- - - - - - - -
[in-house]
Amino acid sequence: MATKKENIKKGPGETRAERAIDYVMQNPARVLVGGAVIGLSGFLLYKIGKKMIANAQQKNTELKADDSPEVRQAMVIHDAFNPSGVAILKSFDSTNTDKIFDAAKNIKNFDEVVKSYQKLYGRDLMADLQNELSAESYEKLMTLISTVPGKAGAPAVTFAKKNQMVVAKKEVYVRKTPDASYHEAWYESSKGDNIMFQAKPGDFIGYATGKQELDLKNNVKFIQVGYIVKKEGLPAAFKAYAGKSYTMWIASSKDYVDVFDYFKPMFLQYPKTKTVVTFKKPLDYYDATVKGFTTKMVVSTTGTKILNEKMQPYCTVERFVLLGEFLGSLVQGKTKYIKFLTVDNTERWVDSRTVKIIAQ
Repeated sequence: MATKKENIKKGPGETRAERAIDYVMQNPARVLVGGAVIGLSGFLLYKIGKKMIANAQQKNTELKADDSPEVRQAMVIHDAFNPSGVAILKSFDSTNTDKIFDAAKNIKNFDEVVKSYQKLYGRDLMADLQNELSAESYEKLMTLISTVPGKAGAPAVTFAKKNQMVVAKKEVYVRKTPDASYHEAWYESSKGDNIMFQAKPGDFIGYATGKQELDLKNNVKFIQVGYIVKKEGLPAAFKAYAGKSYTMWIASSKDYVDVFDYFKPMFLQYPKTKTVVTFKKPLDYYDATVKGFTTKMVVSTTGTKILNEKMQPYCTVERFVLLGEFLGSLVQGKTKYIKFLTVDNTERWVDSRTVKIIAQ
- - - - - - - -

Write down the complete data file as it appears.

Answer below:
[in-house]
Amino acid sequence: MATKKENIKKGPGETRAERAIDYVMQNPARVLVGGAVIGLSGFLLYKIGKKMIANAQQKNTELKADDSPEVRQAMVIHDAFNPSGVAILKSFDSTNTDKIFDAAKNIKNFDEVVKSYQKLYGRDLMADLQNELSAESYEKLMTLISTVPGKAGAPAVTFAKKNQMVVAKKEVYVRKTPDASYHEAWYESSKGDNIMFQAKPGDFIGYATGKQELDLKNNVKFIQVGYIVKKEGLPAAFKAYAGKSYTMWIASSKDYVDVFDYFKPMFLQYPKTKTVVTFKKPLDYYDATVKGFTTKMVVSTTGTKILNEKMQPYCTVERFVLLGEFLGSLVQGKTKYIKFLTVDNTERWVDSRTVKIIAQ
Repeated sequence: MATKKENIKKGPGETRAERAIDYVMQNPARVLVGGAVIGLSGFLLYKIGKKMIANAQQKNTELKADDSPEVRQAMVIHDAFNPSGVAILKSFDSTNTDKIFDAAKNIKNFDEVVKSYQKLYGRDLMADLQNELSAESYEKLMTLISTVPGKAGAPAVTFAKKNQMVVAKKEVYVRKTPDASYHEAWYESSKGDNIMFQAKPGDFIGYATGKQELDLKNNVKFIQVGYIVKKEGLPAAFKAYAGKSYTMWIASSKDYVDVFDYFKPMFLQYPKTKTVVTFKKPLDYYDATVKGFTTKMVVSTTGTKILNEKMQPYCTVERFVLLGEFLGSLVQGKTKYIKFLTVDNTERWVDSRTVKIIAQ